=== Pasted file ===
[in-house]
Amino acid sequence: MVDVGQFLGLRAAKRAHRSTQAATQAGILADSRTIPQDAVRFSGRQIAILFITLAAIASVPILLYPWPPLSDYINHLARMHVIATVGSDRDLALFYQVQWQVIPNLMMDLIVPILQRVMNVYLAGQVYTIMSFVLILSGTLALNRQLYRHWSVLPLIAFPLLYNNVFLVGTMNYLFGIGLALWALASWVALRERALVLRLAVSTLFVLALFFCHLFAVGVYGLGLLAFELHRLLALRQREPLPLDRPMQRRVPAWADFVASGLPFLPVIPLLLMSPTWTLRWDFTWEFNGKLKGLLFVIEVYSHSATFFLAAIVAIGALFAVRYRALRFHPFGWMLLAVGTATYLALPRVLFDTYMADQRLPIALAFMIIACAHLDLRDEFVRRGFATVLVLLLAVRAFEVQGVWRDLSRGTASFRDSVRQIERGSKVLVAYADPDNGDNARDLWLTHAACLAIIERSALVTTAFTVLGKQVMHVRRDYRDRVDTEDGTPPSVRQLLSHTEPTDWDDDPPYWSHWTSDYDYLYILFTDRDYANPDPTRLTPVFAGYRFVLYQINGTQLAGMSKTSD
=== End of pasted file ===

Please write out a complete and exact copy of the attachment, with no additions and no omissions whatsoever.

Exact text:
[in-house]
Amino acid sequence: MVDVGQFLGLRAAKRAHRSTQAATQAGILADSRTIPQDAVRFSGRQIAILFITLAAIASVPILLYPWPPLSDYINHLARMHVIATVGSDRDLALFYQVQWQVIPNLMMDLIVPILQRVMNVYLAGQVYTIMSFVLILSGTLALNRQLYRHWSVLPLIAFPLLYNNVFLVGTMNYLFGIGLALWALASWVALRERALVLRLAVSTLFVLALFFCHLFAVGVYGLGLLAFELHRLLALRQREPLPLDRPMQRRVPAWADFVASGLPFLPVIPLLLMSPTWTLRWDFTWEFNGKLKGLLFVIEVYSHSATFFLAAIVAIGALFAVRYRALRFHPFGWMLLAVGTATYLALPRVLFDTYMADQRLPIALAFMIIACAHLDLRDEFVRRGFATVLVLLLAVRAFEVQGVWRDLSRGTASFRDSVRQIERGSKVLVAYADPDNGDNARDLWLTHAACLAIIERSALVTTAFTVLGKQVMHVRRDYRDRVDTEDGTPPSVRQLLSHTEPTDWDDDPPYWSHWTSDYDYLYILFTDRDYANPDPTRLTPVFAGYRFVLYQINGTQLAGMSKTSD